permissions required on /run/user/<uid>/gnupg

Daniel Kahn Gillmor dkg at
Thu Oct 6 16:21:06 CEST 2016

On Thu 2016-10-06 05:17:57 -0400, Justus Winter wrote:
> Daniel Kahn Gillmor <dkg at> writes:
>>> I fact, would like to entirely get rid of sockets in the homedir.  We
>>> still need them for compatibility reasons but in the long term they
>>> should go away.
>> I'd love for them to go away as well!
> Oh?  What about all the people not using systemd?

there's nothing that makes /run/user/<uid>/ systemd-specific.  having an
ephemeral chunk of the local filesystem that only your user can write to
that *isn't* your homedir is useful for lots of reasons, not least of
which are:

 * people with NFS-mounted homedirs, who can't effectively use the same
   socket in ~/.gnupg on two different machins

 * accounts with read-only home directories

 * accounts with no home directories at all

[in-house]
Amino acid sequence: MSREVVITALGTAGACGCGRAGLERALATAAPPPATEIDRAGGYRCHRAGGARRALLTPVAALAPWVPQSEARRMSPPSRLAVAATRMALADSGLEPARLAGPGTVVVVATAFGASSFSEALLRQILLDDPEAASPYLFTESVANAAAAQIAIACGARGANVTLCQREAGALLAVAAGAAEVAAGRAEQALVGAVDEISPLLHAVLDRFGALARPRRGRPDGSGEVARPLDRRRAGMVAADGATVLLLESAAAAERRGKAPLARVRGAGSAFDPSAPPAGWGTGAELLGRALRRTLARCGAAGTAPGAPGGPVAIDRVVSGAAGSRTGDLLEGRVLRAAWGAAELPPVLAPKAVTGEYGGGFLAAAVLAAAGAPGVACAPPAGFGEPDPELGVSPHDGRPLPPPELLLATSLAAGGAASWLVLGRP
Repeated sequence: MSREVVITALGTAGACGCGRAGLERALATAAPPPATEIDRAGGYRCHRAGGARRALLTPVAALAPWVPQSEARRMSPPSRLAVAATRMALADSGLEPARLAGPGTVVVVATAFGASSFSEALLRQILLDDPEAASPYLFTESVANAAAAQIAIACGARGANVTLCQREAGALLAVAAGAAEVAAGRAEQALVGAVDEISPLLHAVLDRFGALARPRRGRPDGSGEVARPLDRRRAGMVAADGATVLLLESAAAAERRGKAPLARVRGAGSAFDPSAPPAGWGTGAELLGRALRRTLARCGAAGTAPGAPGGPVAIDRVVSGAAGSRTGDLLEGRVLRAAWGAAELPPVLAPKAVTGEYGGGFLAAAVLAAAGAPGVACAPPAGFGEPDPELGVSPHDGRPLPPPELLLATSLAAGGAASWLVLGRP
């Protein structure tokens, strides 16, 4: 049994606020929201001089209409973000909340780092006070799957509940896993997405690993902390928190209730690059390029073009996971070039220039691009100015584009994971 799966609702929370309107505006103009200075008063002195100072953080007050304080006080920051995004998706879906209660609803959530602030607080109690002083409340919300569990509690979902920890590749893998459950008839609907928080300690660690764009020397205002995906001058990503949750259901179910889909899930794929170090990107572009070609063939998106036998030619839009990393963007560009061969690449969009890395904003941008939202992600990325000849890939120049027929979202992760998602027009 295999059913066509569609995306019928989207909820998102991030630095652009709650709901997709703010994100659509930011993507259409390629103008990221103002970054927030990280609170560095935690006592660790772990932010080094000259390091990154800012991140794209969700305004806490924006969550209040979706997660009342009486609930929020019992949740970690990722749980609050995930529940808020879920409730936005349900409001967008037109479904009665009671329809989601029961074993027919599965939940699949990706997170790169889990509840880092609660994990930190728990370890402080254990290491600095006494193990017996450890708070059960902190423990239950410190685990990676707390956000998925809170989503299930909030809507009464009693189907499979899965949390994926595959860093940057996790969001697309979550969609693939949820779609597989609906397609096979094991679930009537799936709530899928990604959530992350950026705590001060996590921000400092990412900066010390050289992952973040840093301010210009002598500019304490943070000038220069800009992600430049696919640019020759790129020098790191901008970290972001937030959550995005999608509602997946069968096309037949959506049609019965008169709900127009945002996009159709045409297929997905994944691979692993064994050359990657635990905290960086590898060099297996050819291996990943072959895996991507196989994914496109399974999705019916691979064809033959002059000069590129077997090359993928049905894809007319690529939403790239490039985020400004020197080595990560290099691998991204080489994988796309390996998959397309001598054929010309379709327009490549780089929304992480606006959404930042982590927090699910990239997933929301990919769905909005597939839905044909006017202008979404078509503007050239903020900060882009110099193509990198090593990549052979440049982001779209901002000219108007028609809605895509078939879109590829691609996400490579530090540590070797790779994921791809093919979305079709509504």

Consider it a chunk of working space that you can use to coordinate
processes on the same machine without needing to touch the disks,
without worrying about access by other users, and without worrying about
cleanup after poweroff.

If your operating system supports ephemeral, in-ram filesystems (An OS
with the Linux kernel would call it "tmpfs", i dunno what it's called on
other kernels), why *not* have such a mountpoint?

On the Linux kernel since version 2.2, we do have another such option,
which would be to use the abstract sockets namespace, but that would
require an entirely different permissions model, and would be a chunk of
non-portable code.

> Fwiw, I do not like that GnuPG automagically uses /run/users/X if it
> exists, because everytime I accidentally install some package that pulls
> in the systemd component that creates these directories, my gnupg setup
> breaks.  Yes, it is my fault for expecting the sockets to be created in
> ~/.gnupg, and yes, there is gpgconf that I should ask instead, but I
> still consider it very surprising that installing a seemingly unrelated
> package changes GnuPGs behavior like that.

I agree with you that this behavior change is frustrating.  You can
avoid the behavior change by just keeping /run/user/<uid>/ around in
perpetuity ;)

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